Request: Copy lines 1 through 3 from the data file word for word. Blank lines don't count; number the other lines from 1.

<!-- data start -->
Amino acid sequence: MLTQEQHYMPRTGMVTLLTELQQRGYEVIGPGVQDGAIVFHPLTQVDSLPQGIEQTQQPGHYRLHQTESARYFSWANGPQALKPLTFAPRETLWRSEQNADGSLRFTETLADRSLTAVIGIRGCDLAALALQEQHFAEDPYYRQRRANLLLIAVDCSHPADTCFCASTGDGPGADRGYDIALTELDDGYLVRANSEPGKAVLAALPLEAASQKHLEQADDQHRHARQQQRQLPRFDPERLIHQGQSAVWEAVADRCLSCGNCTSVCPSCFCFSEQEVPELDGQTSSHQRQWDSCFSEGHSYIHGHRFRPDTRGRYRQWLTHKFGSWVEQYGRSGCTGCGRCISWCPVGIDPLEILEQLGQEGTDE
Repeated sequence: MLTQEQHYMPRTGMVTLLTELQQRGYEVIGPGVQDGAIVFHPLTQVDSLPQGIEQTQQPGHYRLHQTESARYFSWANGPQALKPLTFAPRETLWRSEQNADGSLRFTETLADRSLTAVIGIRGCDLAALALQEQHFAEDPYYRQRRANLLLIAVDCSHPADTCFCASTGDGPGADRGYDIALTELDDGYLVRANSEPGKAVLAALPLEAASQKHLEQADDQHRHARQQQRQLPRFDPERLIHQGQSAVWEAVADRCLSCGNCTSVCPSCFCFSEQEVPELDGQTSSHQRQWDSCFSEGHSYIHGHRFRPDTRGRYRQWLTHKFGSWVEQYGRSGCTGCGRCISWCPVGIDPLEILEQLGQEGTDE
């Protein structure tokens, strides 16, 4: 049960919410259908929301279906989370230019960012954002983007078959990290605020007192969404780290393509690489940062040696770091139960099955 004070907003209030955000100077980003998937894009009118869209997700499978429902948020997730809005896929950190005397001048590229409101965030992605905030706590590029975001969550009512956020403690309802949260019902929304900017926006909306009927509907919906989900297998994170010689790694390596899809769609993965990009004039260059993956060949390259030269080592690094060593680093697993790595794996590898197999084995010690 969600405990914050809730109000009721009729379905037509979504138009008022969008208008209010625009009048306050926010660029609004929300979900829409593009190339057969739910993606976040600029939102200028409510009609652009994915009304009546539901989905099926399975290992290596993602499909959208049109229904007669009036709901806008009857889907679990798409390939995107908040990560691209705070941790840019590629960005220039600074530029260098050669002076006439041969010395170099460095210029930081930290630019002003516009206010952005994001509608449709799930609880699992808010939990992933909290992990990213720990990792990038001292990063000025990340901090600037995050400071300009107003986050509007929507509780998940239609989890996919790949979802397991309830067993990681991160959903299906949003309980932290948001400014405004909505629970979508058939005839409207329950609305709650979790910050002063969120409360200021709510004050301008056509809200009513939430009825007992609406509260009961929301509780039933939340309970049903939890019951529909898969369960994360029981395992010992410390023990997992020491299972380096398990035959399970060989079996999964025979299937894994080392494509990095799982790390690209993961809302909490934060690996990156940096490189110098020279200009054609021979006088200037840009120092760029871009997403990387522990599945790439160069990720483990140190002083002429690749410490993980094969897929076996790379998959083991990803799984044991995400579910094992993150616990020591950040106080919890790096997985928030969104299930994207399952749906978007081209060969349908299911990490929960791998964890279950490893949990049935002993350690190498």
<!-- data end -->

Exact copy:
Amino acid sequence: MLTQEQHYMPRTGMVTLLTELQQRGYEVIGPGVQDGAIVFHPLTQVDSLPQGIEQTQQPGHYRLHQTESARYFSWANGPQALKPLTFAPRETLWRSEQNADGSLRFTETLADRSLTAVIGIRGCDLAALALQEQHFAEDPYYRQRRANLLLIAVDCSHPADTCFCASTGDGPGADRGYDIALTELDDGYLVRANSEPGKAVLAALPLEAASQKHLEQADDQHRHARQQQRQLPRFDPERLIHQGQSAVWEAVADRCLSCGNCTSVCPSCFCFSEQEVPELDGQTSSHQRQWDSCFSEGHSYIHGHRFRPDTRGRYRQWLTHKFGSWVEQYGRSGCTGCGRCISWCPVGIDPLEILEQLGQEGTDE
Repeated sequence: MLTQEQHYMPRTGMVTLLTELQQRGYEVIGPGVQDGAIVFHPLTQVDSLPQGIEQTQQPGHYRLHQTESARYFSWANGPQALKPLTFAPRETLWRSEQNADGSLRFTETLADRSLTAVIGIRGCDLAALALQEQHFAEDPYYRQRRANLLLIAVDCSHPADTCFCASTGDGPGADRGYDIALTELDDGYLVRANSEPGKAVLAALPLEAASQKHLEQADDQHRHARQQQRQLPRFDPERLIHQGQSAVWEAVADRCLSCGNCTSVCPSCFCFSEQEVPELDGQTSSHQRQWDSCFSEGHSYIHGHRFRPDTRGRYRQWLTHKFGSWVEQYGRSGCTGCGRCISWCPVGIDPLEILEQLGQEGTDE
């Protein structure tokens, strides 16, 4: 049960919410259908929301279906989370230019960012954002983007078959990290605020007192969404780290393509690489940062040696770091139960099955 004070907003209030955000100077980003998937894009009118869209997700499978429902948020997730809005896929950190005397001048590229409101965030992605905030706590590029975001969550009512956020403690309802949260019902929304900017926006909306009927509907919906989900297998994170010689790694390596899809769609993965990009004039260059993956060949390259030269080592690094060593680093697993790595794996590898197999084995010690 969600405990914050809730109000009721009729379905037509979504138009008022969008208008209010625009009048306050926010660029609004929300979900829409593009190339057969739910993606976040600029939102200028409510009609652009994915009304009546539901989905099926399975290992290596993602499909959208049109229904007669009036709901806008009857889907679990798409390939995107908040990560691209705070941790840019590629960005220039600074530029260098050669002076006439041969010395170099460095210029930081930290630019002003516009206010952005994001509608449709799930609880699992808010939990992933909290992990990213720990990792990038001292990063000025990340901090600037995050400071300009107003986050509007929507509780998940239609989890996919790949979802397991309830067993990681991160959903299906949003309980932290948001400014405004909505629970979508058939005839409207329950609305709650979790910050002063969120409360200021709510004050301008056509809200009513939430009825007992609406509260009961929301509780039933939340309970049903939890019951529909898969369960994360029981395992010992410390023990997992020491299972380096398990035959399970060989079996999964025979299937894994080392494509990095799982790390690209993961809302909490934060690996990156940096490189110098020279200009054609021979006088200037840009120092760029871009997403990387522990599945790439160069990720483990140190002083002429690749410490993980094969897929076996790379998959083991990803799984044991995400579910094992993150616990020591950040106080919890790096997985928030969104299930994207399952749906978007081209060969349908299911990490929960791998964890279950490893949990049935002993350690190498």